The next twenty minutes were chaos. Adam’s hangover was forgotten, his father’s just beginning. Armed with a hoover, bin bag and duster, he became the general of an aged one man army; waging holy war against The Filth and The Mess. The work was frantic but short. Soon they found themselves sitting across from one another at the dining room table holding mugs of coffee with the smell of Mr Sheen placed firmly in their nostrils.
Silence pervaded as they stared each other down.
There hadn’t been any shouting when the bombshell was dropped. Just an awkwardness. Some Dizziness. Adam found himself sitting down. His mother was dead. He tried to imagine the concept: it escaped him. It was a slippery fish he kept trying to catch with hands covered in jelly. He could have asked the why and how, but they were too abstract and obtuse. Instead he found himself worrying over the real and the present; their situation as they sat in a house of filth, waiting for his aunt and Granny to arrive. They wouldn’t be impressed; all their prejudices against the male half of the species would be conveniently confirmed.
So he solved their problem and now they were left with the original one: the abstract and the obtuse. He thought of interrogating the older, mirrored version of himself for answers. He could have done. All of the difficult questions would have been answered with ease. But he couldn’t.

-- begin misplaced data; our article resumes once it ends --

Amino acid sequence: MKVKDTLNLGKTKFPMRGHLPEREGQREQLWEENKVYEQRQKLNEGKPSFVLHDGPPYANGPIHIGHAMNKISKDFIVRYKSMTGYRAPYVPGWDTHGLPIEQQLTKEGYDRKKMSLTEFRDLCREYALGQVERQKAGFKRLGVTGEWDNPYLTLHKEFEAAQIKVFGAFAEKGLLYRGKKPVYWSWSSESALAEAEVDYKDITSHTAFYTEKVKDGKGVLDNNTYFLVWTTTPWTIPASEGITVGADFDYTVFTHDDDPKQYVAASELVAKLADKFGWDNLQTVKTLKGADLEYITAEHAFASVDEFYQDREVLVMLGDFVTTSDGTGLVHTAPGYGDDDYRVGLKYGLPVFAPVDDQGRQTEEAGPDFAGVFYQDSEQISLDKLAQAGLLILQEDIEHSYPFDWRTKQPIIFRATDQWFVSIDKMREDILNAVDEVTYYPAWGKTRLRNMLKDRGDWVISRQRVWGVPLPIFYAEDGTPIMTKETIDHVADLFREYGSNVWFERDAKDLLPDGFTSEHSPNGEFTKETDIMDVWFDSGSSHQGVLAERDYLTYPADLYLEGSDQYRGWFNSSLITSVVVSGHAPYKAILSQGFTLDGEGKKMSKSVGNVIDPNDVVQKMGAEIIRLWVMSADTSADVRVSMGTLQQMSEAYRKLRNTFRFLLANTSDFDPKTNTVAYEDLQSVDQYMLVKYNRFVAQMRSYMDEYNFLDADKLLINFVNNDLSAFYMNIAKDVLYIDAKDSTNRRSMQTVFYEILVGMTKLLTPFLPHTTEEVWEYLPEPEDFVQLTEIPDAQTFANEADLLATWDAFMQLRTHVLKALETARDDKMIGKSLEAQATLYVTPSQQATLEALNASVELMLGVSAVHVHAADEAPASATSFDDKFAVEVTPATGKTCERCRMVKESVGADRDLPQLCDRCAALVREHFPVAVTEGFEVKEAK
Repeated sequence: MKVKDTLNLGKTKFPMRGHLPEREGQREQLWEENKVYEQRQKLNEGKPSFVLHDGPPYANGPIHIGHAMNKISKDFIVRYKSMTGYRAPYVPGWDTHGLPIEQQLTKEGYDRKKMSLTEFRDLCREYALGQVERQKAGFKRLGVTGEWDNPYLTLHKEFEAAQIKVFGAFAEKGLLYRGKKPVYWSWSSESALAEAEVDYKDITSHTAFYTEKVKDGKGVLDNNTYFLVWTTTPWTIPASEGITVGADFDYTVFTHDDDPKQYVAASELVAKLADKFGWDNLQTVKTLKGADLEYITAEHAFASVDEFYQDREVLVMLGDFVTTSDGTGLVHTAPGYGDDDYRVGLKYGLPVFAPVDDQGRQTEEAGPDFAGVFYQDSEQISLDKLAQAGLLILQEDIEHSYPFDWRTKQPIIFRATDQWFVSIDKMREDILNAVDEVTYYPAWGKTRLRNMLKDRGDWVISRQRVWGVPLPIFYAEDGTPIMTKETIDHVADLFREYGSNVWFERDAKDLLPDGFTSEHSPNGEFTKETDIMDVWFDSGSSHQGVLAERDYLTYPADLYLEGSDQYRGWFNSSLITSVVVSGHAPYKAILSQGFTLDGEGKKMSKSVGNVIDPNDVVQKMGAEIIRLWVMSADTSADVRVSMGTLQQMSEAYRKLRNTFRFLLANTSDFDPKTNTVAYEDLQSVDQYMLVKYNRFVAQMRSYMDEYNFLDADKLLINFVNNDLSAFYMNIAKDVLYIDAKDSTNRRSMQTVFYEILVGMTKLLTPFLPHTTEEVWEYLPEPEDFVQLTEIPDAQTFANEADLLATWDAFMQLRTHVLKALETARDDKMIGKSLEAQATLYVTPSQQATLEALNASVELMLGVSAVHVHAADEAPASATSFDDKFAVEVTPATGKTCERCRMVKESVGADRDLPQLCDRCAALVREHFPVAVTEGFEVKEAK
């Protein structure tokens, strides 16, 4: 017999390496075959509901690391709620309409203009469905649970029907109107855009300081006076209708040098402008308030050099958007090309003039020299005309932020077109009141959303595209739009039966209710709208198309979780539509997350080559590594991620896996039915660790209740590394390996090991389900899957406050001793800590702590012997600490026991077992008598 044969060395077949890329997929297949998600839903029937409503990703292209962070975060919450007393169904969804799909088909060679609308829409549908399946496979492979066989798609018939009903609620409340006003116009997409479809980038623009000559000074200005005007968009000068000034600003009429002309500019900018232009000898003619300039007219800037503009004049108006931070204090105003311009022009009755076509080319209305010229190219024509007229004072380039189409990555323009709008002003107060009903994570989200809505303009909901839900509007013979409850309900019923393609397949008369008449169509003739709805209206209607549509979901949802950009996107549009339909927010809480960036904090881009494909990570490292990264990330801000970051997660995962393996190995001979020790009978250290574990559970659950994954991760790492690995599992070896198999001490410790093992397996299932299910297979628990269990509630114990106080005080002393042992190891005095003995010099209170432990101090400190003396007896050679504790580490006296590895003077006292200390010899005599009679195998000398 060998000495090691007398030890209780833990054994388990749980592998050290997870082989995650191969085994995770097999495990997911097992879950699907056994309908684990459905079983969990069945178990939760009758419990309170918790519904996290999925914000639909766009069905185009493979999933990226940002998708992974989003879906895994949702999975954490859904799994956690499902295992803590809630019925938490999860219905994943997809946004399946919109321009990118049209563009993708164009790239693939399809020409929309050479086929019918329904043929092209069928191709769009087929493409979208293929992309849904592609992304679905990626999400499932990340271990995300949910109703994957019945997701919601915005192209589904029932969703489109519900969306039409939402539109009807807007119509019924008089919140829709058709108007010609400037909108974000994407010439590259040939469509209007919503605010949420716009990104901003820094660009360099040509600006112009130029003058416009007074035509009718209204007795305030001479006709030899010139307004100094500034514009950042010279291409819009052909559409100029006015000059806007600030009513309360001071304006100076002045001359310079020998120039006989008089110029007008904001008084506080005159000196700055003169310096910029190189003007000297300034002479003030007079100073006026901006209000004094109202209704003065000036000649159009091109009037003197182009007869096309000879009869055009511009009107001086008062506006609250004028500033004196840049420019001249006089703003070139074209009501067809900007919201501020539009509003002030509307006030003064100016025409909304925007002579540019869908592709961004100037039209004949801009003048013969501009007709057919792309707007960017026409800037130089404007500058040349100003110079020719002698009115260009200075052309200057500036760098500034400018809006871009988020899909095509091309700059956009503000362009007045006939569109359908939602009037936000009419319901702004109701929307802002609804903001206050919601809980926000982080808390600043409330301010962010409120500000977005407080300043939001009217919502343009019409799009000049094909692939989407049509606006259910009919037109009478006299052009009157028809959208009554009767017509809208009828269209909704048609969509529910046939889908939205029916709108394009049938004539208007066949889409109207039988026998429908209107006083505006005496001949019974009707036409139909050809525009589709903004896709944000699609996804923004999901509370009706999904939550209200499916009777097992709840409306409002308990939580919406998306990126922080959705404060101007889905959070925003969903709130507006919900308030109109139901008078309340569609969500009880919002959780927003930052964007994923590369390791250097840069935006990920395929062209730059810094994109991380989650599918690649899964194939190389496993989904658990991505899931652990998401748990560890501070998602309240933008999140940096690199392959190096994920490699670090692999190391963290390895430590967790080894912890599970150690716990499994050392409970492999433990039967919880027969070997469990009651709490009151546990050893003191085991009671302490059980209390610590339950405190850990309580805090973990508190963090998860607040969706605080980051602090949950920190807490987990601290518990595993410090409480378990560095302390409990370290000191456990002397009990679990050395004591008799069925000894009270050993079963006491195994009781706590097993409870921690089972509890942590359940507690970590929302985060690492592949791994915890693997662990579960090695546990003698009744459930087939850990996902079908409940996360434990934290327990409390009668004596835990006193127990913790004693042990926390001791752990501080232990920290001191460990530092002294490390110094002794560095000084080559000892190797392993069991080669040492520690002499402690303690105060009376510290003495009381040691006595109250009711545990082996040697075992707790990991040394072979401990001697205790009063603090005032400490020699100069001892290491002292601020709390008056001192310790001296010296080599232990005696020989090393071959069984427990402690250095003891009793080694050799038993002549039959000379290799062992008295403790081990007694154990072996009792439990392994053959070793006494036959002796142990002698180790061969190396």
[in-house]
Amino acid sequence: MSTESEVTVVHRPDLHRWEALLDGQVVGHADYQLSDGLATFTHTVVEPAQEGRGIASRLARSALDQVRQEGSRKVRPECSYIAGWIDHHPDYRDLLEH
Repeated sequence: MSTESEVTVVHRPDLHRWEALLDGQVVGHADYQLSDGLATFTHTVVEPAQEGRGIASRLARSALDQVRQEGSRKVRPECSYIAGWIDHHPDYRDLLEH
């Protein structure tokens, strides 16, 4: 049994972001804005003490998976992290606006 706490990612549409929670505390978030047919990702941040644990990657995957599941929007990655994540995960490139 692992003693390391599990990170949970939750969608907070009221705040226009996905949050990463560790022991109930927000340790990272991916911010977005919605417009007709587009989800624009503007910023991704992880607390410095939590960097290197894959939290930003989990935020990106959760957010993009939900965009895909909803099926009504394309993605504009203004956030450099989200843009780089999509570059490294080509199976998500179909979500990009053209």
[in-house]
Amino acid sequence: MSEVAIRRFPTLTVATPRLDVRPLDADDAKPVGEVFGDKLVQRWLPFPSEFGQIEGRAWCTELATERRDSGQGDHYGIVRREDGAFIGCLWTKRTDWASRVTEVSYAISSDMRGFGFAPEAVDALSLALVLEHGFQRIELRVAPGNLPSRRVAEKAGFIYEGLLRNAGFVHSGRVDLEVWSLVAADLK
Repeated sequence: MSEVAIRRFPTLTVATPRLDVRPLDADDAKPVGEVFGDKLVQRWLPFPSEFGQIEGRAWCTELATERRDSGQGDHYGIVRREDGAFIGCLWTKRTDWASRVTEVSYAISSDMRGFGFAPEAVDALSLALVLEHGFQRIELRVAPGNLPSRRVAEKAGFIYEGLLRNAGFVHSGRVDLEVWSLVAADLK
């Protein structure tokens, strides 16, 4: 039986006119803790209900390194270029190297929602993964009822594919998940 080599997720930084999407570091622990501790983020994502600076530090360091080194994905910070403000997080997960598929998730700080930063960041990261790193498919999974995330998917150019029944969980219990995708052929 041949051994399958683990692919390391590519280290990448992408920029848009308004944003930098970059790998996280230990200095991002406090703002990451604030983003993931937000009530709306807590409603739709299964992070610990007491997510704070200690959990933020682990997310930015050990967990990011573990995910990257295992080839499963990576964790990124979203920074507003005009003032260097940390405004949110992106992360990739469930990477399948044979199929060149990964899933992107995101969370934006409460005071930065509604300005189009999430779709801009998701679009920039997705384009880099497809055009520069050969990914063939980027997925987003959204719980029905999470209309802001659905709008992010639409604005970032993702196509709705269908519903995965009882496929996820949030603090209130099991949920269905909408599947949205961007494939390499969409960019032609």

“I had better get ready.” He got up, grabbed his holdall, and floated up the stairs.
His bedroom remained the same as ever, yet emptier than before. The funeral suit remained in its original bag, recently dry cleaned; the label still safety-pinned on. He put it on half-heartedly and went to check himself in the mirror in his parents’ room (or rather, his father’s room. Singular: parent. Just a father. No mother).
He was a semi orphan. He checked himself, noting that he had lost weight and then he noticed the bed. In fact, he noticed half of the bed, the half that remained pristine and unused; the half that was left null and void. Her book remained unfinished by the side, the queen of hearts still sticking out the top as a forever temporary bookmark. The edges remained straight and the corners unbent. Everything was in order. She was a pristine woman. How could she have left such a mess?
The shrill cry of the doorbell woke him out of reverie and sent him down the stairs. He was greeted at the door by his stern grandmother and prude aunt.
“Hello Granny. Hello Aunt Meg.” Granny grabbed him by the shoulders and rather than hugging him, shook him fiercely.
“Oh, my poor little Addie.” She tutted in a thick Scot accent. An echo somewhere repeated: “poor, poor little Addie.”
“Such a terrible way to go,”
“Where’s your father?”
“Just through there,” he pointed half heartedly. “Granny, what did you mean by-“
“Oh, that silly man, I always knew he would be the end of her.”
“What are you talking about?” He almost shouted out, but somehow managed to restrain himself.
“Oh I’m sorry Addie, how rude of me. I forgot to mention we bumped into that lovely friend of yours.”
“She ‘s finding a spot to park.”
“Granny, who are you talking about?”
“You know, the pretty one. Such gorgeous blonde hair.”
“Hello Adam.” Walking up the path dressed in black, her hair running freely, was his ex-girlfriend.